Federal Employees News Digest

Military retirees have fewer financial, health challenges than those who leave service early

Compared with veterans who have successfully retired from military service, post-9/11 veterans who did not retire fully from service face more challenges with access to health care experience more financial and social hardships, a new survey finds.

While veterans are technically considered those who served honorably in the active duty military for at least 20 years, are receiving military-retiree pay or have been medically retired, there are also those who left service before retirement and do not receive the same level of benefits as those who did.

“Whether it was in quality of health care or mental health care, employment experiences, food insecurity incidences, or community and feelings of loneliness, veterans and their spouses reported more negative experiences than retiree respondents,” according to results from a survey released this week by Military Family Advisory Network and the Wounded Warrior Project.

The survey polled 1,276 post-9/11 veterans and their caregivers about their most pressing needs in regards to mental and physical health and finances, and among its results from respondents:

* 22% of retired vets were satisfied with their health care access, compared to 11% of non-retirees;

* 43% of retirees reported having $5,000 or more in emergency funds on hand compared to 18% for non-retirees;

* 29% of post-9/11 non-retirees said they have concerns about alcohol use, compared to 15% of retirees;

* Nearly 30% of non-retirees lived at least 20 miles (the longest distance surveyed) from their primary care doctor, compared with 17% of retirees; and

* the majority of all post-9/11 respondents (veterans, retirees, and their caregivers) indicated they were satisfied with the mental health care they’ve received, access to appointments, and the quality of providers; and 24.1% said access to appointments or providers was their top obstacle for mental health care.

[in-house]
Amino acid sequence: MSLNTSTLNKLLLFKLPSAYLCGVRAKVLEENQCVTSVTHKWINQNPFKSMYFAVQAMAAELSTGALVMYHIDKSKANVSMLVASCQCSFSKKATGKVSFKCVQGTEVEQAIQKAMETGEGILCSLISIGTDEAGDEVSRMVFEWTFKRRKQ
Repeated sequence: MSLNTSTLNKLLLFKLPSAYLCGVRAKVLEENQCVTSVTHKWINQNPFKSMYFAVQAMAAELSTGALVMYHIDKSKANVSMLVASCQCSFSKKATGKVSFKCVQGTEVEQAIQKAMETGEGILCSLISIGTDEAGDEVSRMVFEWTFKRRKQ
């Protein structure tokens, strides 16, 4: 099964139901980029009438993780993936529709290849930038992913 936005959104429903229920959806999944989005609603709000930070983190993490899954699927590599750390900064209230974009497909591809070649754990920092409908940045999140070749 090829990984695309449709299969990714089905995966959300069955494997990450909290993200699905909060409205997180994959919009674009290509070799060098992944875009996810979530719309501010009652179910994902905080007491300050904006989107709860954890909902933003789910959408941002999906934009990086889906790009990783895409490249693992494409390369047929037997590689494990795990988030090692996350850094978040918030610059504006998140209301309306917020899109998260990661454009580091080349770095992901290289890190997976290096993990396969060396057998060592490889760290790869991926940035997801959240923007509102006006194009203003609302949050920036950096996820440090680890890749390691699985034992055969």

And for the first time, researchers also looked into exposure to Intimate Partner Violence, and found that approximately 6.8% (or 1 in 15) of both retirees and non-retirees sought domestic abuse support in the last two years. Of those who said they had sought support, 53.1% were spouses of non-retirees, 25% were spouses of retirees, 15.6% were non-retirees, and 6.3% were retirees.

“When isolating the veteran spouse respondent group, that data showed 20.7% reported seeking support; this rate was very clearly statistically significant when compared to the other post-9/11 respondent groups, as the other rates were 5% or less,” the findings state.

One of the final questions in the survey was, “Would you recommend military life to someone you care about?”

Most (71.5%) of post 9/11 respondents said they would recommend military life, but those who did not recommend military life cited three main reasons; negative impacts to service member, benefits not worth it, and the negative impacts to family.

To address issues revealed from the survey, WWP and MFAN recommended increased community involvement in welcoming post-9/11 veteran and retiree families; developing outlets for post-9/11 veteran and retiree family populations to connect with each other; and improved communication regarding the health risks associated with loneliness both to veteran and retiree families, as well as to the communities in which they live.

View the full survey results here.

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